The gap between myth and reality can be quite close; sometimes it is merely a question of perception that creates a rift between the two.
This is the thought I was holding as I came onto the Cindy boat in Turku, Finland, the location where the performative non-action, Canadian Silence would be carried out. The premise of the piece, I reminded myself as I hunkered down in preparation for three hours of Doing Nothing, was based on fact but also touched on a certain cultural mythology – specifically that of “Finnish Silence” (see previous post for the complete intro).
Sitting quietly (as I was) for the duration of the non-action, I didn’t have a chance to discuss the proposition or possible discrepancies that Canadian Silence offered with the participants who came onboard. That time was rather spent staring out the window, watching the rainfall, noticing the surface of the water shift and change depending on wind cycles and strength of rain-drops, observing people walking on the other side of the river, trees blowing in the breeze, and aware of people coming and going inside the boat. In other words, just being.
It was only afterward that dialogue occurred; with a few participants and with a handful of folks who didn’t attend, but are either from Finland, or have recently taken up residence.
Here is what I gleaned: For some locals, Finnish Silence is a kind of cultural stereotype, and not something that necessarily overtly exists; they’re aware of it (i.e.: as a cliché) but not so attuned to it. For others, it does exist and occurs most obviously in nature; people specifically spend time in the forest to find and foster tranquillity. For others still, it transpires in a kind of liminal space within the day-to-day; people don’t name it precisely but its effects are felt as unspoken social ‘rules’ – or even as atmospheric resonance. I received a couple of captivating examples of the latter:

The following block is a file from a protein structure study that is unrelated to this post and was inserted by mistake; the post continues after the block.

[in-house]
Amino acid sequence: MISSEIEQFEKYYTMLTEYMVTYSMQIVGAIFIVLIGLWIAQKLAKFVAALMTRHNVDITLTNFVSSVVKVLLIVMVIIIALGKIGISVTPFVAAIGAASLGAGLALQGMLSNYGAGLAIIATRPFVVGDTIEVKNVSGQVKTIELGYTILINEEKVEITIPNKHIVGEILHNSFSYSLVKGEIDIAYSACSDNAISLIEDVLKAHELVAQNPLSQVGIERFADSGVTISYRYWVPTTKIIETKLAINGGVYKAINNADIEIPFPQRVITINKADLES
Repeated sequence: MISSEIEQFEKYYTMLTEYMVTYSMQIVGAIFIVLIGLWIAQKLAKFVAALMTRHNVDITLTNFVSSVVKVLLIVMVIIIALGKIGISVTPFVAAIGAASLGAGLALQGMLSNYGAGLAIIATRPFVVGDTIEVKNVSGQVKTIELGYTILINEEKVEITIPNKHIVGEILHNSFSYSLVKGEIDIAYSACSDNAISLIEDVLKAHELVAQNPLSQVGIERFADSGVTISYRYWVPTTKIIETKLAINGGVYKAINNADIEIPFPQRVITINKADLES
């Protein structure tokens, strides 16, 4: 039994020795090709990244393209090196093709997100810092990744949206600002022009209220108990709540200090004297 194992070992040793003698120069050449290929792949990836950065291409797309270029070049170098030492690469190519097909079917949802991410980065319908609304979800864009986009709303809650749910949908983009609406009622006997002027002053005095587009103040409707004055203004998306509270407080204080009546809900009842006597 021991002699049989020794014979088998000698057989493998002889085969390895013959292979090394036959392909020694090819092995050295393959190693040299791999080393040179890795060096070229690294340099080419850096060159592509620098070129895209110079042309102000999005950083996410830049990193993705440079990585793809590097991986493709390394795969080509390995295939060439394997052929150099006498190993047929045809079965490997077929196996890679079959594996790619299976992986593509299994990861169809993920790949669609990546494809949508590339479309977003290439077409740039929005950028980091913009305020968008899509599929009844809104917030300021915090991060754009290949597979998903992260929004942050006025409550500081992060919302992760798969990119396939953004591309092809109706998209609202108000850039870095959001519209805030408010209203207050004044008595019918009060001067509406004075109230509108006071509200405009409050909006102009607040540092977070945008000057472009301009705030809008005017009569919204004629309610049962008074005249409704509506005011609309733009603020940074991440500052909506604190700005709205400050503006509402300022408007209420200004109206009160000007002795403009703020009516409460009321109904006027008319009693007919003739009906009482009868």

– In the everyday people do not talk when taking public transit. “Sit on a bus while you are here,” my interlocutor suggested to me. “You’ll notice no one speaking. It’s not that we aren’t allowed to interact, it’s that people want to respect everyone else’s space – and sound travels. So out of courtesy and consideration, people tend to sit quietly.”
– A very personal and particular example came from another conversation with a young woman who explained how when her father, a British born rather rambunctious fellow first arrived in Finland, he recalls having gone to his first party. “Oh yeah, ask my dad and he’ll tell you, Finnish Silence is a real thing! He has this amazing story of walking into this celebration and lots of people standing around… not talking! He couldn’t quite make heads or tails of it and didn’t know how to act, or what to do! He said he felt so awkward and out of place. But it’s not something I have experienced in quite the same way.”
So a thing existing exists largely in our perception of said thing. And we could say that “Finnish Silence” is a thing, but an almost imperceptible one. Depending on where you are. Who you’re with. And, quite clearly, where you are from.
Which leads back to the performance’s initial framework; a comparison across cultural planes inquiring, do Canadian and Finnish silence feel the same…?
While my Canadian Silence was, in essence, a contrived state, a figment of my imagination that I wished to place in parallel with my current context, I suppose a more precise question coming out of the performance would be, what is the space between this invitation and the reality of the situation? Am I in fact imposing a temporary state or merely pointing to something that is already there?
… The answer came rather unexpectedly two days later when I found myself in Helsinki, inside the Kamppi Chapel, an elegant and unusual structure that stands in the middle of the city. Not only is it riveting to look at, it also has a very specific mandate: it was built as an offering of refuge to all; a space devoted to… SILENCE.
It would seem a need for quietude – and the necessity for this space of pause beyond a cultural cliché – has therefore been officially recognized here, in Finland.
Methinks Finnish Silence is a thing after all… and I was honoured to be an active initiator, witness and participant.
All photos by Jussi Virkkumaa except Kamppi Chapel above (taken by yours truly).
With special thanks to the Conseil des arts et des lettres du Québec (CALQ) for supporting my travel to Finland.